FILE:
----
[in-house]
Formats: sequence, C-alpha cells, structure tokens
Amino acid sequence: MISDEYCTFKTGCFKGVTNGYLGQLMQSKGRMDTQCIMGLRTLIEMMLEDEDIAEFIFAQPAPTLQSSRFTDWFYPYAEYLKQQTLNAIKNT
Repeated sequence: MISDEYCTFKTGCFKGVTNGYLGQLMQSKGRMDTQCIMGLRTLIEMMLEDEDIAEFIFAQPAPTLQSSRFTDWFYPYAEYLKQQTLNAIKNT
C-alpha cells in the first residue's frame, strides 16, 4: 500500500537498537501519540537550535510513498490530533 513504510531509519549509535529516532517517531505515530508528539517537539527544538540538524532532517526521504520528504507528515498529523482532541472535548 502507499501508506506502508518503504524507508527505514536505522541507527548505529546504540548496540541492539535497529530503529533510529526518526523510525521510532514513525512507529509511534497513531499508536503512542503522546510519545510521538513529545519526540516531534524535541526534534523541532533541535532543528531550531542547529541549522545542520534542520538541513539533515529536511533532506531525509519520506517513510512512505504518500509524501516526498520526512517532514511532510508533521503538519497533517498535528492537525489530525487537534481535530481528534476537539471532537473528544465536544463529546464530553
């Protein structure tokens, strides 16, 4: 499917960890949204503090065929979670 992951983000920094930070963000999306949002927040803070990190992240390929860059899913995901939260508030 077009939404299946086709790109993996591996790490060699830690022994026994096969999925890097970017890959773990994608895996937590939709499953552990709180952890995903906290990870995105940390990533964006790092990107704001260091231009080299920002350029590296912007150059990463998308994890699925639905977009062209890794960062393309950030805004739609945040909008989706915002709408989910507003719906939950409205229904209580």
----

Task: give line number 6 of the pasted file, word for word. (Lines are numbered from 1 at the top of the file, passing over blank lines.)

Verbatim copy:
């Protein structure tokens, strides 16, 4: 499917960890949204503090065929979670 992951983000920094930070963000999306949002927040803070990190992240390929860059899913995901939260508030 077009939404299946086709790109993996591996790490060699830690022994026994096969999925890097970017890959773990994608895996937590939709499953552990709180952890995903906290990870995105940390990533964006790092990107704001260091231009080299920002350029590296912007150059990463998308994890699925639905977009062209890794960062393309950030805004739609945040909008989706915002709408989910507003719906939950409205229904209580």